While he didn't rule on the issue, Circuit Judge William Shashy told state lawyers to ask the Legislature to expedite passage of a bill that would reduce the overcrowding, which has plagued the state prison system.
As of Dec. 30, there were at least 794 state inmates -- criminals sentenced to more than a year of incarceration -- who had not been transferred from county jails to prisons within 30 days as required by court order.
"We as a state do not have the ability to comply with the law," said Donal Campbell, commissioner for the Department of Corrections. "It's frustrating. There's been some improvements, but we have many years to go before we get to where it needs to be."
Lawyers for county commissions and sheriffs, however, argued that the department's budget has increased by 47 percent, or $117 million, since 2001. They also argued that by not complying with the court order, the state is redirecting overcrowding problems to county jails without offering financial relief.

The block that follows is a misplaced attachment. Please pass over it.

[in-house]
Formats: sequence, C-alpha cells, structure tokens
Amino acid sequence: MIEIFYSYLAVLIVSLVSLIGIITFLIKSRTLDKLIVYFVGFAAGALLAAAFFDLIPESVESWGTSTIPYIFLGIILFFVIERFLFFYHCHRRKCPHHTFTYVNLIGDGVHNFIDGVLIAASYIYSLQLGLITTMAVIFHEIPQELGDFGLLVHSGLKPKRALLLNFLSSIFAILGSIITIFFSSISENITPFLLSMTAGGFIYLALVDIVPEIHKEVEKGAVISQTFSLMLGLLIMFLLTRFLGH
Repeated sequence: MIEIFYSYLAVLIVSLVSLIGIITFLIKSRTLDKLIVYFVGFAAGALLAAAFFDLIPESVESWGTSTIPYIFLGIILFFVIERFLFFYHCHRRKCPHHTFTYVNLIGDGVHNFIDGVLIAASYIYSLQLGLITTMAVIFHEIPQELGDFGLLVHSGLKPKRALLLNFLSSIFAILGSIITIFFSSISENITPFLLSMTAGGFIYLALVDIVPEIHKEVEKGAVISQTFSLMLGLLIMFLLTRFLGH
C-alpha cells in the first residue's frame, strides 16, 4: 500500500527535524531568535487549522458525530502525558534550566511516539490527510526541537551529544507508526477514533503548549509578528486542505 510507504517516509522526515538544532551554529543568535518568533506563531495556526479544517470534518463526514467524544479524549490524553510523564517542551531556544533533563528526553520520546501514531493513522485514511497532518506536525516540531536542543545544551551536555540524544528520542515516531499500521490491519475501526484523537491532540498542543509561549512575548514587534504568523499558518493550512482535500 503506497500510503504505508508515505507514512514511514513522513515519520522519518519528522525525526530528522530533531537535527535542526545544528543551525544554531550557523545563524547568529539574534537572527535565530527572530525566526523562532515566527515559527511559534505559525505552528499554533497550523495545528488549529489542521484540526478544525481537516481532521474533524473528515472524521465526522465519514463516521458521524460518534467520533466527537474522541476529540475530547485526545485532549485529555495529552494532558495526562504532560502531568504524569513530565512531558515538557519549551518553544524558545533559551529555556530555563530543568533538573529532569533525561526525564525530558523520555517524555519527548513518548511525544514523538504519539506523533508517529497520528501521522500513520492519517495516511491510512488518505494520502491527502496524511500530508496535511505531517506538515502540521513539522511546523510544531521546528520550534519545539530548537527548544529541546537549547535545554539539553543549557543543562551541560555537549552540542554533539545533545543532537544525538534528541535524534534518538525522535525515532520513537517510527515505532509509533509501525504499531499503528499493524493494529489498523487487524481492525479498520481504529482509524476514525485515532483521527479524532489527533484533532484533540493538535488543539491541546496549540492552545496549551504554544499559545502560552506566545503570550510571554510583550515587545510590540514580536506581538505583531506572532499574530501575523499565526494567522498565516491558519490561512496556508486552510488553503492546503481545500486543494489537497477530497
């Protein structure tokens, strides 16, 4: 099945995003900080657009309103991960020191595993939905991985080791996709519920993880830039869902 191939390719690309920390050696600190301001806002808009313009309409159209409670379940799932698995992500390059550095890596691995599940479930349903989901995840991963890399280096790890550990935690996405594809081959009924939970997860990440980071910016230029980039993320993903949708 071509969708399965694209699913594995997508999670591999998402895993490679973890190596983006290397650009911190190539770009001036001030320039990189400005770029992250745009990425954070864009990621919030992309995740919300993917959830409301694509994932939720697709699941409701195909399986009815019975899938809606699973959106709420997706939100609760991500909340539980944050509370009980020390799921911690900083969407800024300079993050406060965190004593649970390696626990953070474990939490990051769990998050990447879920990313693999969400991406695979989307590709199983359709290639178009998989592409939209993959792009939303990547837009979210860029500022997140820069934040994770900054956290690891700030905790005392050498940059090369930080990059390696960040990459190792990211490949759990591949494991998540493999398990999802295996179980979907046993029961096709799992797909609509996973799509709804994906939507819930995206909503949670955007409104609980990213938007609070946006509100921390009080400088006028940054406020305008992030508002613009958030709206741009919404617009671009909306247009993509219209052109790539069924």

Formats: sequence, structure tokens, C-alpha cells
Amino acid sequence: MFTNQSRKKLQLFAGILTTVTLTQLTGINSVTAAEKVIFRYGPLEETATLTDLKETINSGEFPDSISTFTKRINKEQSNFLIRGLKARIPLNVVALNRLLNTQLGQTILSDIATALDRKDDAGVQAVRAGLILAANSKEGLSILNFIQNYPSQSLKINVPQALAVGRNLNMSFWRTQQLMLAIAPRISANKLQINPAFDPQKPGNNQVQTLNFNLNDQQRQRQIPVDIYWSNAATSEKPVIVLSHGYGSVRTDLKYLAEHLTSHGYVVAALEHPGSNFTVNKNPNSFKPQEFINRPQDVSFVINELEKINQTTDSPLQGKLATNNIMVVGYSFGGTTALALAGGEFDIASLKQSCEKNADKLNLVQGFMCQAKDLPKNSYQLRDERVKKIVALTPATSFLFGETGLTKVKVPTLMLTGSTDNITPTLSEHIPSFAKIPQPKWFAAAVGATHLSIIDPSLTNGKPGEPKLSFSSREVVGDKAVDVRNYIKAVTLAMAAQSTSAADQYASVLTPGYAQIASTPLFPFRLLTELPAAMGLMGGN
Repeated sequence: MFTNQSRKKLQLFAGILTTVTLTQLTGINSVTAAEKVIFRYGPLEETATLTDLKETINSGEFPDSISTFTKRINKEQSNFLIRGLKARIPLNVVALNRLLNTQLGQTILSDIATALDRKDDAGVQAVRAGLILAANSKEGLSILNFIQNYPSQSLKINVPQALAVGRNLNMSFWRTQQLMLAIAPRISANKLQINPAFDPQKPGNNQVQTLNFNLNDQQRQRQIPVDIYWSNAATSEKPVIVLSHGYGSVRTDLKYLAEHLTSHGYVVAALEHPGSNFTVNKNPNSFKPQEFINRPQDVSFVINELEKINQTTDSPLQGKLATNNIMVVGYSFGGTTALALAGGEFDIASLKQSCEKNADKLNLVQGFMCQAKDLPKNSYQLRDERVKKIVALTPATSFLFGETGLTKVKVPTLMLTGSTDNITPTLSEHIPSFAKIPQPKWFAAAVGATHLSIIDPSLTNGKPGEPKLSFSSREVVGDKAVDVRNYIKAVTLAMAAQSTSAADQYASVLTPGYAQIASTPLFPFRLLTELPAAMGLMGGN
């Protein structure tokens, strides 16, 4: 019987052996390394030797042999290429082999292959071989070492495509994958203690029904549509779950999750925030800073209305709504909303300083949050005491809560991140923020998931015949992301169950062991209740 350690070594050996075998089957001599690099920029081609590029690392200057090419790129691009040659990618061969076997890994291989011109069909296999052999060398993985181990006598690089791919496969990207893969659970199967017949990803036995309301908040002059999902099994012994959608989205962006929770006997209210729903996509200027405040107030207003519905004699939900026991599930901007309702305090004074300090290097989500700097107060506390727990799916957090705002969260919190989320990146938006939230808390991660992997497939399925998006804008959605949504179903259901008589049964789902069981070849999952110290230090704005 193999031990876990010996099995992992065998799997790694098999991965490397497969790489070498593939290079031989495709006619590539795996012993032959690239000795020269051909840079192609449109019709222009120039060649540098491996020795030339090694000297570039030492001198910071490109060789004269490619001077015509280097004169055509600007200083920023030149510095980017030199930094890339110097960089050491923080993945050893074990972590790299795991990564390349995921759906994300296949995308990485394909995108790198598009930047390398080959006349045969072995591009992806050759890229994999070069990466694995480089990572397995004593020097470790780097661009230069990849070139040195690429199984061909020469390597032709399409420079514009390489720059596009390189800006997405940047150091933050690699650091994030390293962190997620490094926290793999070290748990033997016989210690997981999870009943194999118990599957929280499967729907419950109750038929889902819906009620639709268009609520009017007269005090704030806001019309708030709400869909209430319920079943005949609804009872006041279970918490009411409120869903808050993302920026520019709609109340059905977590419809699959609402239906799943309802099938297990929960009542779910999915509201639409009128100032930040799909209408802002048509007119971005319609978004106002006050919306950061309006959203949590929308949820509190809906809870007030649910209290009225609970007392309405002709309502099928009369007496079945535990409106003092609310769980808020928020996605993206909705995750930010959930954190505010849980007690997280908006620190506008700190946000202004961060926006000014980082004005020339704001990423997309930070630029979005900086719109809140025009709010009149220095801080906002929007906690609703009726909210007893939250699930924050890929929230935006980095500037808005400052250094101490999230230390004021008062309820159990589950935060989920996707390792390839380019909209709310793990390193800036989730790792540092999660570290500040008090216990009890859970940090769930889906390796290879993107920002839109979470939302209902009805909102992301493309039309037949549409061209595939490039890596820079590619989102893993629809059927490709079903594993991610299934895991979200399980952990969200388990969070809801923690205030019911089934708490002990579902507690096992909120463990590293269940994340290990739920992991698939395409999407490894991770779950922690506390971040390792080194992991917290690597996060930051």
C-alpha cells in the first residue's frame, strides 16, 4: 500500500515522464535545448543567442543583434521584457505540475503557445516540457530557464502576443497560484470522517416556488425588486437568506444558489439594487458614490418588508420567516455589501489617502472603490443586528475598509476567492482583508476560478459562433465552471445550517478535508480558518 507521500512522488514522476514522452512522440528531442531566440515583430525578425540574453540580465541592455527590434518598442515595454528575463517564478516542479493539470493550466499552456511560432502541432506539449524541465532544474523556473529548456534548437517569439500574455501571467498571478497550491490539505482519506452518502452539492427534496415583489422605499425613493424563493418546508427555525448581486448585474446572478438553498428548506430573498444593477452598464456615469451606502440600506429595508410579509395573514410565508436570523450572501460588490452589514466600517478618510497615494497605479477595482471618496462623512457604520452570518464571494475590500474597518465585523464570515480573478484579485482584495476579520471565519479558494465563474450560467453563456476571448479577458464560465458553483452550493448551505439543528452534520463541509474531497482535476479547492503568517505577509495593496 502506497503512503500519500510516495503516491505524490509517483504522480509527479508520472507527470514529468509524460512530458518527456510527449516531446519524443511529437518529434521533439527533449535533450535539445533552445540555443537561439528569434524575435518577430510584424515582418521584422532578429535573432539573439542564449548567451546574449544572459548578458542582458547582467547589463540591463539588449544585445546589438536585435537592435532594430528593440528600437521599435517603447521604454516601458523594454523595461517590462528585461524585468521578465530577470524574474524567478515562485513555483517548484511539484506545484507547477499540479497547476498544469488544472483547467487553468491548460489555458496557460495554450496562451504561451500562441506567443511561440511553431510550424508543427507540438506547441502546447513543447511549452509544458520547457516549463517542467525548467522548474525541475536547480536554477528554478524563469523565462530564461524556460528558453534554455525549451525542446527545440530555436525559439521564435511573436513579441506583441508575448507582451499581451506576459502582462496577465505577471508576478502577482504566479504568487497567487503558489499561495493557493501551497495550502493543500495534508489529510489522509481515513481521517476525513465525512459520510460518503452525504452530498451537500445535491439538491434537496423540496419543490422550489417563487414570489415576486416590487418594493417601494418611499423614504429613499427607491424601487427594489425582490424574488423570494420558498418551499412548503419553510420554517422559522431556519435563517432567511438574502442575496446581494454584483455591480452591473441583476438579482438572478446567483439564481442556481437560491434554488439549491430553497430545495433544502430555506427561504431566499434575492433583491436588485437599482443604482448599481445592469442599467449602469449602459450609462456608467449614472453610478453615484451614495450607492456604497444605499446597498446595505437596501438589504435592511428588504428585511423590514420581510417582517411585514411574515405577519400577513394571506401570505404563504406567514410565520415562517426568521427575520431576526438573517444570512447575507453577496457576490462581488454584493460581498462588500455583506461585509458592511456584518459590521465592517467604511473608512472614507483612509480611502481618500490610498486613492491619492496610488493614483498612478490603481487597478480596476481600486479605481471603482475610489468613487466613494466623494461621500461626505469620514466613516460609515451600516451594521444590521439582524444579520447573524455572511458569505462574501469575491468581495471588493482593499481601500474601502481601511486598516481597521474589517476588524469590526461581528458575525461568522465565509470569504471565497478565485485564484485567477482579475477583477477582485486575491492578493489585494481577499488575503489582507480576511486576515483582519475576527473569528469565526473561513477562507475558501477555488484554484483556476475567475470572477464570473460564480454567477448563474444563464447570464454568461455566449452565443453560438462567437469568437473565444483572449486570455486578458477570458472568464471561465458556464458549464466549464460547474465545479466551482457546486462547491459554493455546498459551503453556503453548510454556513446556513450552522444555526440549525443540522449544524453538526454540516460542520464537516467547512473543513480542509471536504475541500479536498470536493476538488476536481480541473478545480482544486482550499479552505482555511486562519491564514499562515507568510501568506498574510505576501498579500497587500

Ken Webb, an attorney representing the counties and sheriffs, said the state began violating the 2002 court order in December of 2004, and the noncompliance has gotten worse ever since.
"We haven't been able to make any headway," he said.
Webb said the judge could either throw Campbell in jail until he complies with the order, or give the county sheriffs the authority to transport inmates to state prisons after 30 days.